BRIDGEPORT — City Councilman Michael DeFilippo is forging ahead to try and re-open his North End liquor store three years after a judge tossed DeFilippo’s zoning variance and shut the business down.

But before zoning commission members take up DeFilippo’s latest application on Monday, they will try and salvage recent changes to the city’s liquor rules that could aid DeFilippo’s cause but are tied up in a legal challenge.

DeFilippo opened Vitro’s package store at 1044 Brooklawn Ave. in 2015. He needed a zoning variance because the site was within 1,500 feet of houses of worship and a daycare.

Vitro’s was only open a short while before a state Superior Court Judge ordered it closed. DeFilippo and his land use attorney, Charles Willinger, have spent three years trying to figure out how to put Vitro’s back in business.

DeFilippo’s quest has become a controversial one because of his political connections. He was elected a councilman last year; before that, he bartended for Democratic Town Chairman Mario Testa who owns a pizza restaurant across the street from Vitro’s.

Testa, along with current and past elected officials, supported DeFilippo when he successfully asked zoning officials for his variance. That fact was not lost on Judge Dale Radcliffe, who noted in his 2016 decision to shutter Vitro’s that “the parade of preening politicians endorsing this application may have the unintended consequences of convincing the already cynical that ‘the fix was in,’ even if the record does not conclusively establish that finding.”

DeFilippo and Willinger found new allies in Bridgeport’s economic development department. In 2017, Planning Director Lynn Haig, who has been working to upgrade various land use regulations, turned to the booze rules and proposed reducing the 1,500-foot-rule to 750 feet.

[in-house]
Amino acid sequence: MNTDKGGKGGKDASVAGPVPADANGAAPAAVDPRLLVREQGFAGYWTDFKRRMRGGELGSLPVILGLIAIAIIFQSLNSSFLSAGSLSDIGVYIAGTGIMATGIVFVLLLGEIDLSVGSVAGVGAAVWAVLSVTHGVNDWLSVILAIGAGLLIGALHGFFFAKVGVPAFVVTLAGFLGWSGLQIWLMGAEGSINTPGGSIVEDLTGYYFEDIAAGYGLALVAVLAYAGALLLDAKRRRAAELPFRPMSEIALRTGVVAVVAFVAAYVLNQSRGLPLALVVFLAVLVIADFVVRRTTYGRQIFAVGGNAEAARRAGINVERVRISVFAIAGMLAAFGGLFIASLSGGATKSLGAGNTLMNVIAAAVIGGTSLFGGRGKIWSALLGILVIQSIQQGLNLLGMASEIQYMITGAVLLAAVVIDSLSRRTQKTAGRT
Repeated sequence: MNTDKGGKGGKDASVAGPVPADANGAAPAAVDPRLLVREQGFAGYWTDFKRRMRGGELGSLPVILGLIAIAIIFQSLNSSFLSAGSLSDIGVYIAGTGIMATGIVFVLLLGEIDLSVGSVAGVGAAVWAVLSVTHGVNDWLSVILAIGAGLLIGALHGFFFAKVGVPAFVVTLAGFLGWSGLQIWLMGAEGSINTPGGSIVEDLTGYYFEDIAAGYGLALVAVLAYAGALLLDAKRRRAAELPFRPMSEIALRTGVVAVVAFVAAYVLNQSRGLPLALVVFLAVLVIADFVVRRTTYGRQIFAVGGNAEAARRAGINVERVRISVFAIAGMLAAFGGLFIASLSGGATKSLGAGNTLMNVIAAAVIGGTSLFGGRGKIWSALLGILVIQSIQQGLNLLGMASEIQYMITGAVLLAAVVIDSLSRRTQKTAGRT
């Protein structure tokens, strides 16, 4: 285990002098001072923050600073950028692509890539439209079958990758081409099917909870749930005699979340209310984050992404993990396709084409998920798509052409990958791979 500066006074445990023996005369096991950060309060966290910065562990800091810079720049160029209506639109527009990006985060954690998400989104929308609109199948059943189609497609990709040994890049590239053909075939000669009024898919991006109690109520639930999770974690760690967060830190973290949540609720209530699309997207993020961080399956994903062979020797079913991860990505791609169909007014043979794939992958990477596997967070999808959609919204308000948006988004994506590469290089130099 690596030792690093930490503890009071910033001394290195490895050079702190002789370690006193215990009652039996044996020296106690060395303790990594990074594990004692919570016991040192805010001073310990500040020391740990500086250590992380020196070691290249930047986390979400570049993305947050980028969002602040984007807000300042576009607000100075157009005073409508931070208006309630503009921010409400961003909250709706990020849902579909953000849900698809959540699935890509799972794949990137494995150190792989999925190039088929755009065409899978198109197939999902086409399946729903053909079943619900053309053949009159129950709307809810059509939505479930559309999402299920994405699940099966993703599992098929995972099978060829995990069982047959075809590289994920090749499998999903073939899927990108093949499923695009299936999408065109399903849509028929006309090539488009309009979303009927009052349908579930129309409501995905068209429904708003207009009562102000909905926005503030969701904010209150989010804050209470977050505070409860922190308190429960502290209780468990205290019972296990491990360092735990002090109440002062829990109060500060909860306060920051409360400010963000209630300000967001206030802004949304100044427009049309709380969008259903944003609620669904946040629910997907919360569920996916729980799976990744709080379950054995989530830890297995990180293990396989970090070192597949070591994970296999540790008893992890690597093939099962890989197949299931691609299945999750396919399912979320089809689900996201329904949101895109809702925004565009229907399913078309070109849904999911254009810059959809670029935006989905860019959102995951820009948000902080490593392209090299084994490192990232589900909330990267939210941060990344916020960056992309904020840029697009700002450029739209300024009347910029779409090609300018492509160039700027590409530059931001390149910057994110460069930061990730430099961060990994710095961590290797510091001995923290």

The zoning commission approved the controversial change last summer, along with new criteria for reviewing liquor-related applications that Haig has said strengthen the city’s ability to screen, approve or reject proposals, including DeFilippo’s.

Attorney Joel Green, who represents competing package store owners, appealed the changes. Which all leads to Monday’s zoning commission meeting.

Twists and turns

While Haig and the economic development office have frequently presented regulation amendments to the commission for approval, Green’s appeal claims Haig has never had that right.

So the zoning commission has submitted a proposal to itself changing Bridgeport’s rules to specifically accept applications from “the zoning administrator, director of planning or director of planning and economic development.”

Green had also challenged some of the language in the amended liquor laws. So the zoning commission has also re-submitted the new criteria passed last summer to itself, but with clarifications in case a judge sided with Green.

“These ... will moot his (Green’s) appeal,” said Russel Liskov, the municipal lawyer for Bridgeport’s zoning officials. Liskov added he did not believe Green would prevail in court, “But why risk a fight if you don’t have to have a fight?”

Then, once the zoning commission deals with those two matters on Monday, DeFilippo and Willinger are also back on the agenda, attempting to re-open Vitro’s under the new 750-foot-rule and new application process.

“You have seven areas of concern — compatibility with the (city’s) master plan, no adverse impacts on the neighborhood, no traffic hazards, no diminution of property values, that kind of thing,” Willinger said. “So we’re going to be submitting evidence showing we meet and exceed those standards and that this (1044 Brooklawn Ave.) is a perfectly appropriate location.”

Green said the zoning commission’s actions prove members recognized they had “a significant challenge” in defending his appeal. He added that he will demonstrate Monday that the tweaked regulations the commission plans to take up that night “are also defective.”

Willinger said Green is putting up a legal fight based on “picayune technical issues.”

Green said he will also be opposing the new application to re-open Vitro’s. He said it is “hard to believe” that city officials have spent “what now must be hundreds of hours of resources” on changes to liquor policies “that serve little purpose and only benefit one property owner.”